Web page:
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My Shot

My Shot: Michelle Wie

Golf's former child prodigy on nightmares, haters, the best bodies on tour, taking old guys' money, and connecting with a puppy named Lola

January 2014

WHEN I WAS LITTLE, my dreams at night were filled with balloons and Pikachu, from Pokémon. Not anymore. In my recurring golf dream, I'm walking to the first tee and can't get there. I keep passing the same part of the clubhouse. My tee time is in one minute, the clock is ticking and I'm walking faster, but I can't get anywhere.

IN ANOTHER DREAM, I'm in a shopping-cart race, clattering around the floor of a huge hotel. If I lose the race, I die. The doors to the rooms are open, and as my cart races by I look in and see bathtubs filled with blood. Like the movie "The Shining," except the feeling of impending doom is worse. Nice, huh?

I WATCH AND READ too much stuff with gore and violence. That's where the dreams come from. I was hooked on the Showtime series "Dexter." I loved the novel Battle Royale. But the carryover isn't just dreams. After I watched the movie "Flight," in which a plane goes down in graphic detail, I began having a terrible time flying. A little turbulence, and I start sweating. I've grabbed the hands of strangers next to me, thinking, This is it. Maybe I should change my viewing habits.

AIR HUGS on the LPGA Tour are getting to be a little much. You'll see the players air hug each other and each of the caddies. In a threesome, that's five hugs per player. In a weird way I kind of like them, but at the Solheim Cup it got a little nuts. When a match ended, you hugged not only your opponents and their caddies but each of your teammates. You air hugged the captains, your teammates' spouses, their parents and siblings, and assorted others. Total air-hug-fest. You sort of have to do it, because if you offer only a handshake it looks like an affront. Stacy Lewis and I are air-hug dissenters. We've agreed to at least not air hug each other. But I'm skeptical whether it will catch on.

MY BIG GOAL FOREVER was to play in the Masters. Some people don't remember that I nearly pulled it off. In 2005, I lost in the quarterfinals of the U.S. Publinx. If I'd won that match and two more, I would have gone to Augusta. In a way I'm glad it didn't happen. When you achieve your ultimate dream at age 15, it makes it hard to set new goals. A part of you will always say, What else is there?

I HAVE NO REGRETS about playing in men's events. In fact, I don't regret anything. If I were offered an exemption to a PGA Tour tournament tomorrow, I'd decline. But that doesn't mean I wouldn't accept in the future. Never say never, you know?

YOU'LL HEAR young adults say, "My mom is my best friend." I find that kind of creepy. The parental thing doesn't mix with the friend thing. My mom and I cook and shop together, and we talk a lot. We're close. But she'll always be my mom, and that relationship is different from the ones I have with friends like Christina Kim and Jane Park. They know things about me that my mom doesn't, and vice versa. You can't channel everything you think and feel with one person. It isn't healthy.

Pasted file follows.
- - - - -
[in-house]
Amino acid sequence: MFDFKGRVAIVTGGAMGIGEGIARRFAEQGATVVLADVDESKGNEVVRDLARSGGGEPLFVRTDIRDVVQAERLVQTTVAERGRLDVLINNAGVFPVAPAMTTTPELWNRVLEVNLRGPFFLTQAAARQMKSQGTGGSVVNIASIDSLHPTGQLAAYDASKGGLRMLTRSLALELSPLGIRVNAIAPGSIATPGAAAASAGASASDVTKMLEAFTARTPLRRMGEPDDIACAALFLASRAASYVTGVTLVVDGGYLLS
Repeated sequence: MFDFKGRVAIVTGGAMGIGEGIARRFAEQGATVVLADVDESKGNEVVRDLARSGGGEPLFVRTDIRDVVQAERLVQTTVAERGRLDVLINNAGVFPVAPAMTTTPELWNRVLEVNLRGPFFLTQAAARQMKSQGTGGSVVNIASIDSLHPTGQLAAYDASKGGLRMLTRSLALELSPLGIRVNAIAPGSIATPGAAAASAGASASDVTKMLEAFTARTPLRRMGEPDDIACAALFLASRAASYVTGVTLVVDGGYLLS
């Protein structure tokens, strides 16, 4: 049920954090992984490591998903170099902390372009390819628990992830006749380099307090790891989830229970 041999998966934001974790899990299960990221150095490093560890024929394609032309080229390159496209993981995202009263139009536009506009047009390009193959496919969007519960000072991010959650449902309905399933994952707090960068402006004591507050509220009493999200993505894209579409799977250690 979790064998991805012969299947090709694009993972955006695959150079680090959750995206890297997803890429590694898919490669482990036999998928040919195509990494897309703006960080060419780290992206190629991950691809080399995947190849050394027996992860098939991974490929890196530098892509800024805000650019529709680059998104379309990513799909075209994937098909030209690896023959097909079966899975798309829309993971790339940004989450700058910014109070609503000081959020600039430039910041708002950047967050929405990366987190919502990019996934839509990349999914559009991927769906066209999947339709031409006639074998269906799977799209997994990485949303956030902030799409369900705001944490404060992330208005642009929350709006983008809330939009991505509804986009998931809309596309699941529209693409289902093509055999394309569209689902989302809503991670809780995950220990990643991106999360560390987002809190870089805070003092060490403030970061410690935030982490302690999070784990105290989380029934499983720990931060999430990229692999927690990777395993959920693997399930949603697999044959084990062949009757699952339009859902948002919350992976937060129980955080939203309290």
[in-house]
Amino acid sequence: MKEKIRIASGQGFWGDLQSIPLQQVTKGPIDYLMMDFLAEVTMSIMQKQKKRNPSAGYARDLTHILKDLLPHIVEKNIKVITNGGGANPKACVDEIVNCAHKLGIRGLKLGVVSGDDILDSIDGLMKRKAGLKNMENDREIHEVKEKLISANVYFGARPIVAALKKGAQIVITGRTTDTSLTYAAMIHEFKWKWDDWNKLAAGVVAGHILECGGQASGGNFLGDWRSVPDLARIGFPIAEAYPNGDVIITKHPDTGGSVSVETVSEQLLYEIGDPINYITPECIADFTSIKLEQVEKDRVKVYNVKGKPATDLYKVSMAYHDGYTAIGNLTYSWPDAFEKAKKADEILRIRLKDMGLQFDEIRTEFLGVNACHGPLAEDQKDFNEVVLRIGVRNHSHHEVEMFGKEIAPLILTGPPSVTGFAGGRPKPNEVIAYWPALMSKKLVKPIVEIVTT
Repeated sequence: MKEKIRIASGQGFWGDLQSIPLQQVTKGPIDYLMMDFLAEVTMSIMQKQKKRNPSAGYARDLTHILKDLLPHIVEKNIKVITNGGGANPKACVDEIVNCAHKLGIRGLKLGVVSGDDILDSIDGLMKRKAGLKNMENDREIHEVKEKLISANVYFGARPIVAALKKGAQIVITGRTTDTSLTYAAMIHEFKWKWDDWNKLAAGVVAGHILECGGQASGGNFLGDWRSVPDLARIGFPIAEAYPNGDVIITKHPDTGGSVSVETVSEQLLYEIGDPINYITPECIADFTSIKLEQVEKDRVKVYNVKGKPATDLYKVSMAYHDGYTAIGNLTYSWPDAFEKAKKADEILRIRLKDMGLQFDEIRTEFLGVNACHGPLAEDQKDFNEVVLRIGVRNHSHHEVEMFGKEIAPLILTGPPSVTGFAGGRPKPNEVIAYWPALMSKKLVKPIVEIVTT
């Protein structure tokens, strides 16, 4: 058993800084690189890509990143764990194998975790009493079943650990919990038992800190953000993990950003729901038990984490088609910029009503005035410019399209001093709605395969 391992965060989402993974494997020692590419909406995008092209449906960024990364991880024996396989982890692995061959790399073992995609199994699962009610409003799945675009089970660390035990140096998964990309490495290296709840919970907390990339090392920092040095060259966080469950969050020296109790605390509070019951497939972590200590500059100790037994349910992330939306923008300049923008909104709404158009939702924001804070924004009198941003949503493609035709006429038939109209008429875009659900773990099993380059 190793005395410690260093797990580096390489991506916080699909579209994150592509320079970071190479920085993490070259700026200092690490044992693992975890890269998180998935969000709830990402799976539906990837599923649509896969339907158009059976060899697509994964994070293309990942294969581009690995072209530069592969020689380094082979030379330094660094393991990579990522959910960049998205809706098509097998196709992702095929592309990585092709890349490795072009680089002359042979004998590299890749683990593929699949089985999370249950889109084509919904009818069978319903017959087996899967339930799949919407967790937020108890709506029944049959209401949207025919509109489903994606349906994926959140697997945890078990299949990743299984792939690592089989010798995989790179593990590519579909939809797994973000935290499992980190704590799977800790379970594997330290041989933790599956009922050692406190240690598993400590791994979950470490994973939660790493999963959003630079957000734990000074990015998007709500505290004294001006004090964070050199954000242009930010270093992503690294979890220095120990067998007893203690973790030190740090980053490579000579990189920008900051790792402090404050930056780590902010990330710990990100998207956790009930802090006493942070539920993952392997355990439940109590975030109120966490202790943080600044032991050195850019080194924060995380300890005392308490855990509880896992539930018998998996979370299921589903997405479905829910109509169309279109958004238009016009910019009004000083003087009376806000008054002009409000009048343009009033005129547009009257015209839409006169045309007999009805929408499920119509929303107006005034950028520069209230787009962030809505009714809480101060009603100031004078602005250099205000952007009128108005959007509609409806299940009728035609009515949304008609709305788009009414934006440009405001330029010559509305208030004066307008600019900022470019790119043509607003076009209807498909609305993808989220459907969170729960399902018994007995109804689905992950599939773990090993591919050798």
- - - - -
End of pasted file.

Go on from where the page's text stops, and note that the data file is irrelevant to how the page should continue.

I'VE ALWAYS BEEN FRUGAL. I'm not the type who will spend $7,000 on a handbag. When I was young, I got a plain mailing envelope from my dad. Any money that came in—allowance, birthday money, everything—went into that envelope. I kept a ledger of everything that went in and out. My goal was to save enough money so I could buy a car by the time I got my driver's license, and I did it. I still have that envelope.

SOME OF THE MONEY in that envelope came from golf gambling when I was an amateur. I was ruthless on the old guys who thought they could beat me. I also made money playing poker. When I was 12, my dad invited me to sit in with him and his buddies at their regular poker game. I caught on fast and did well. But as I got older, I lost my poker face. Once that's gone, there's no getting it back. So I quit.

IN 2003, I went to the Champions Skins Game at Wailea Golf Club. The players were Jack Nicklaus, Tom Watson, Lee Trevino and Arnold Palmer. Watching them hit balls on the range, Mr. Nicklaus was the most impressive. There was something about his trajectory and the sound his ball made when it came off the clubface. Mr. Nicklaus had lost a lot of distance—I played in the pro-am with him and played the same tees—but it was clear how he won all those majors.

I WAS AT ANOTHER EVENT with Gary Player. Out of the blue he says, "Michelle, hit me in the stomach." I didn't want to punch him, so I kind of poke him instead. He says, "No, I want you to really hit me!" He widens his stance and clenches his stomach. Now I really hit him. I'm no fighter, but I hit him as hard as I could. It hurt my hand. It didn't faze him. He pointed to his stomach and said, "A thousand sit-ups a day" and kept walking.

FOUR YEARS AGO, I walked into a pet store knowing I couldn't have a dog. I travel too much and just can't fit one into my life. That's always how it starts, right? The person at the pet store asked me if I'd like to handle one of the puppies. I saw a little Pomeranian mix and said, "I'll try that one." After 10 minutes I handed her back to the worker and walked toward the door. Halfway there, I turn around and ask if I can hold the dog again. This went on for six hours. Back and forth. Three hours into it, I gave the dog a name: Lola. Once you've named the dog, it's over. She's coming with you.

WHY ARE SOUTH KOREAN women on the LPGA Tour so good? The answer might lie in archery. The South Korean women's team has won nearly every gold medal since archery began as an Olympic sport. Archery is super demanding in terms of focus, poise, mental discipline and the amount of practice required to excel. South Korean women have those qualities. They translate incredibly well to golf.

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